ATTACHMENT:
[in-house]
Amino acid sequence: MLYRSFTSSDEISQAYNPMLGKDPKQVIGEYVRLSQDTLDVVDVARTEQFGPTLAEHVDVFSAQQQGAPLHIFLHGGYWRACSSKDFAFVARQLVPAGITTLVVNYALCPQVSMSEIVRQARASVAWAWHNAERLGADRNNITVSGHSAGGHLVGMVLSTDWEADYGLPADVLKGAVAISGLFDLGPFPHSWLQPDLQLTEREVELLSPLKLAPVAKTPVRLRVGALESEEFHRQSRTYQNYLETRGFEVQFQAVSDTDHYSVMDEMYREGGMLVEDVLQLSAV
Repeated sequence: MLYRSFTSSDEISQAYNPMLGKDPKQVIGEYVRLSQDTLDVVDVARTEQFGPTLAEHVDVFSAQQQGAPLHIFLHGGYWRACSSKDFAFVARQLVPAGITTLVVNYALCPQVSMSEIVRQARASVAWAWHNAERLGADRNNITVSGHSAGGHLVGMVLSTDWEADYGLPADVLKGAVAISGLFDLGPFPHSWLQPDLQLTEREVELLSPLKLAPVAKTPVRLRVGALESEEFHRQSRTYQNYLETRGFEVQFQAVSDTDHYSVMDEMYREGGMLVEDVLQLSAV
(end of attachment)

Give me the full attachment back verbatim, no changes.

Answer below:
[in-house]
Amino acid sequence: MLYRSFTSSDEISQAYNPMLGKDPKQVIGEYVRLSQDTLDVVDVARTEQFGPTLAEHVDVFSAQQQGAPLHIFLHGGYWRACSSKDFAFVARQLVPAGITTLVVNYALCPQVSMSEIVRQARASVAWAWHNAERLGADRNNITVSGHSAGGHLVGMVLSTDWEADYGLPADVLKGAVAISGLFDLGPFPHSWLQPDLQLTEREVELLSPLKLAPVAKTPVRLRVGALESEEFHRQSRTYQNYLETRGFEVQFQAVSDTDHYSVMDEMYREGGMLVEDVLQLSAV
Repeated sequence: MLYRSFTSSDEISQAYNPMLGKDPKQVIGEYVRLSQDTLDVVDVARTEQFGPTLAEHVDVFSAQQQGAPLHIFLHGGYWRACSSKDFAFVARQLVPAGITTLVVNYALCPQVSMSEIVRQARASVAWAWHNAERLGADRNNITVSGHSAGGHLVGMVLSTDWEADYGLPADVLKGAVAISGLFDLGPFPHSWLQPDLQLTEREVELLSPLKLAPVAKTPVRLRVGALESEEFHRQSRTYQNYLETRGFEVQFQAVSDTDHYSVMDEMYREGGMLVEDVLQLSAV